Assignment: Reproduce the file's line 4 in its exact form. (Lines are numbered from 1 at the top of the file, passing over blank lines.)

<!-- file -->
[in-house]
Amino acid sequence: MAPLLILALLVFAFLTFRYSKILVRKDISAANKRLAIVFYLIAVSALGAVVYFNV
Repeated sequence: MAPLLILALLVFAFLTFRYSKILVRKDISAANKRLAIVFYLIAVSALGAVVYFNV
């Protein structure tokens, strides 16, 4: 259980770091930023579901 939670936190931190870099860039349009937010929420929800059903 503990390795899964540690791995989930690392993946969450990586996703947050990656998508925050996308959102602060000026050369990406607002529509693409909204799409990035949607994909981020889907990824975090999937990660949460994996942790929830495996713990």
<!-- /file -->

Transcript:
């Protein structure tokens, strides 16, 4: 259980770091930023579901 939670936190931190870099860039349009937010929420929800059903 503990390795899964540690791995989930690392993946969450990586996703947050990656998508925050996308959102602060000026050369990406607002529509693409909204799409990035949607994909981020889907990824975090999937990660949460994996942790929830495996713990």